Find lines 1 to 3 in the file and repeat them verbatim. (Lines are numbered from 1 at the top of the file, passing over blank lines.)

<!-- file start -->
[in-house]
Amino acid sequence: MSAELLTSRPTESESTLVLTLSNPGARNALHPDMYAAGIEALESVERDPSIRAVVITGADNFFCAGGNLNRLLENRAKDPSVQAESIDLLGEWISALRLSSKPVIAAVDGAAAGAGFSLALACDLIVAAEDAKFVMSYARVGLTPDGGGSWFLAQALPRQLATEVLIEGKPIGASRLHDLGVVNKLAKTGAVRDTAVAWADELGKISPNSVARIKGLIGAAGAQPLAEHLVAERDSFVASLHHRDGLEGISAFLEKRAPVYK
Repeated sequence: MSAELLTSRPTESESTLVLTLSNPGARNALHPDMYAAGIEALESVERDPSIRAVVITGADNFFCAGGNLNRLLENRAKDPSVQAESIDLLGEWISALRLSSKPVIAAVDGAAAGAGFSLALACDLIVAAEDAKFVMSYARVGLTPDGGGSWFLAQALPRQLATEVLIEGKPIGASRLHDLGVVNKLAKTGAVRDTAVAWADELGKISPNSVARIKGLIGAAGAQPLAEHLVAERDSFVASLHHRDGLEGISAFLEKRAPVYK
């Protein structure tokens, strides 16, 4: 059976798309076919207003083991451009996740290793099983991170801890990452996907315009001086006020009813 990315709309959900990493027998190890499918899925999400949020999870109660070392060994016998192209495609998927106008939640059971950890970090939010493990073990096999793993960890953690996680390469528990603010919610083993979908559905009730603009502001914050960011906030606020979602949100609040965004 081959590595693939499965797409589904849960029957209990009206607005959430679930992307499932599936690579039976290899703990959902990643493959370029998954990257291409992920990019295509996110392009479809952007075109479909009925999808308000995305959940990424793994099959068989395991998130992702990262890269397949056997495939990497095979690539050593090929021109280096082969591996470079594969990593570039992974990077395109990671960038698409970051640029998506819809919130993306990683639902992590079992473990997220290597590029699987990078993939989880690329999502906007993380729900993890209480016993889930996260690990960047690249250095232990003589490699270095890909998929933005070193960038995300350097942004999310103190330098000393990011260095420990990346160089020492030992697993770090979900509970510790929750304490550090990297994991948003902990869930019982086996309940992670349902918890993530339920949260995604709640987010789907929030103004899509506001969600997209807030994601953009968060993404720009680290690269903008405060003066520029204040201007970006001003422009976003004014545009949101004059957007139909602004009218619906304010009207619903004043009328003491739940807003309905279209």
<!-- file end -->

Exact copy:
[in-house]
Amino acid sequence: MSAELLTSRPTESESTLVLTLSNPGARNALHPDMYAAGIEALESVERDPSIRAVVITGADNFFCAGGNLNRLLENRAKDPSVQAESIDLLGEWISALRLSSKPVIAAVDGAAAGAGFSLALACDLIVAAEDAKFVMSYARVGLTPDGGGSWFLAQALPRQLATEVLIEGKPIGASRLHDLGVVNKLAKTGAVRDTAVAWADELGKISPNSVARIKGLIGAAGAQPLAEHLVAERDSFVASLHHRDGLEGISAFLEKRAPVYK
Repeated sequence: MSAELLTSRPTESESTLVLTLSNPGARNALHPDMYAAGIEALESVERDPSIRAVVITGADNFFCAGGNLNRLLENRAKDPSVQAESIDLLGEWISALRLSSKPVIAAVDGAAAGAGFSLALACDLIVAAEDAKFVMSYARVGLTPDGGGSWFLAQALPRQLATEVLIEGKPIGASRLHDLGVVNKLAKTGAVRDTAVAWADELGKISPNSVARIKGLIGAAGAQPLAEHLVAERDSFVASLHHRDGLEGISAFLEKRAPVYK